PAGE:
My advice is to first take a close look at your resume. Fill two thirds of it discussing pragmatic planning experience, and lose the references to esoteric, academic interests. Highlight the real planning experience you have, and don't give me a half page history of every retail, fast food, and landscaping job you worked through high school and college.

Second, broaden your search both in the way you define planning and in the geographic area in which you search. By the way, once you take that job in the federal bureaucracy, state government, etc., immediately start networking to get out of it. You don't want to have a career there. The same may or may not be true of small towns and rural places. Some can be quite nice.

Third, network, network, network.
 

DVD

Cyburbian
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I have to agree with Cardinal. Moving out of your comfort zone location wise gets you better chances at jobs. It got me bumped to a director job for a small county. There are lots of small towns looking for an entry level planner with very little competition over the job. Who knows, you might even like the small town. You can find jobs like that beyond just the APA website. Use chapter websites and find out how employment is advertised in the area. For Kansas a lot of stuff is done on a statewide government job board. Rural jobs don't have the advertising power of bigger cities so you have to search. Once you find a job, start up the networking with everyone you can and maintain any old networks you have. You never know where your next job lead will come from.

Good luck with the job hunt.
 

arcplans

As Featured in "High Times"
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As bad as low-wage work is, some, like myself, are not even lucky enough to find something like fast-food or retail. Why is it selfish to expect to be paid enough to live comfortably?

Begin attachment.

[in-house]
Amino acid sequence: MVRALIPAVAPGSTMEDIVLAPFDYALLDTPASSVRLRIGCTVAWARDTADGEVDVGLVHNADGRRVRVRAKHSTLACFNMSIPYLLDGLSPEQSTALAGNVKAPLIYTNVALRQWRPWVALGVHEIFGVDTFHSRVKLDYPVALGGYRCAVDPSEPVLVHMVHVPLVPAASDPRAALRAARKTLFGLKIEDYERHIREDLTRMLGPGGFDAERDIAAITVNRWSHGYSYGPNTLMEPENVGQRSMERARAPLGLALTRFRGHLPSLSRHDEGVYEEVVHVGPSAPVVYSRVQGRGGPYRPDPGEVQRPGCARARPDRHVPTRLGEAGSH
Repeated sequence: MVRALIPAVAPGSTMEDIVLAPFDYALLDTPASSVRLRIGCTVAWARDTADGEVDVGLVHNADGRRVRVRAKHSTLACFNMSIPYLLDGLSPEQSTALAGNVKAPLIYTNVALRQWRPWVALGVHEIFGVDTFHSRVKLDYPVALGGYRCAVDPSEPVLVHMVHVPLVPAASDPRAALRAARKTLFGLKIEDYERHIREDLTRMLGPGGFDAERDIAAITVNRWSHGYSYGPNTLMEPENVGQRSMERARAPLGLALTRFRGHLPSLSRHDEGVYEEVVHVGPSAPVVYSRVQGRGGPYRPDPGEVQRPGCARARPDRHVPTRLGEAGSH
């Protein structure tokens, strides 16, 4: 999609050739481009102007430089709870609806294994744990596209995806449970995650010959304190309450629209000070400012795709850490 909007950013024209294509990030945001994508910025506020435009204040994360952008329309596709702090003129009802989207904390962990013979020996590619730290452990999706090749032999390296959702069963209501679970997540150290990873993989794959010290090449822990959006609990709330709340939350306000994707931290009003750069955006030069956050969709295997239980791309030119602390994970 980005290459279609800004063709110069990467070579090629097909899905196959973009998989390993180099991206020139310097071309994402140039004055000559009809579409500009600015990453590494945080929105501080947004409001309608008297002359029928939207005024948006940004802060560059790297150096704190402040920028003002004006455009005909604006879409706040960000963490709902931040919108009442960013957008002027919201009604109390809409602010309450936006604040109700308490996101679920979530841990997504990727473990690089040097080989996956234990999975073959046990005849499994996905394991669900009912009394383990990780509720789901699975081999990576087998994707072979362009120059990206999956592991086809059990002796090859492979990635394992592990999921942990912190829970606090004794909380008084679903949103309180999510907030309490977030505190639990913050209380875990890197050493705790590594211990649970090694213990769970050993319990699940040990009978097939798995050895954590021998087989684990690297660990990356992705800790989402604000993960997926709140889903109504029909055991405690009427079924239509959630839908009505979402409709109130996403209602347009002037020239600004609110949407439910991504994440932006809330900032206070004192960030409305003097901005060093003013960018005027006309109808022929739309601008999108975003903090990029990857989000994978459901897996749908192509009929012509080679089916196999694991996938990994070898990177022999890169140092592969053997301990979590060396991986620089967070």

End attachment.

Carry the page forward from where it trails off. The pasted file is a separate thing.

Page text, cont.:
If you can't find a retail job, then something is definitely wrong in either your resume or approach. I took on a 2nd job for some "fun money" during the summer. Dumbed down my resume and skills, got a call back working at a mind-numbing national clothing retailer for a killer discount.

For senior level people, there aren't that many jobs advertised and the competition is INTENSE. I think I'm getting very close to getting a job, but I never, ever imagined I'd be unemployed for 8+ months.
Yup, the level of compeition is very intense to move up. So far the last year I have applied for senior level positions, and have walked away interviewing 4/5 places, one job offer (rejected due to pay/location) and two 2nd interviews with no offer. After speaking with a planner who sat in on the interviews for one job, she mentioned I did nothing wrong and my resume and quals were stellar, but out of the 3 candidates they did final interviews, they could have hired any of them. It is just looking for a fit. I recommend follow ups. That is the best you can do. Follow up everything.

That is interesting, because I have not received one interview among the dozens of non-local jobs for which I applied.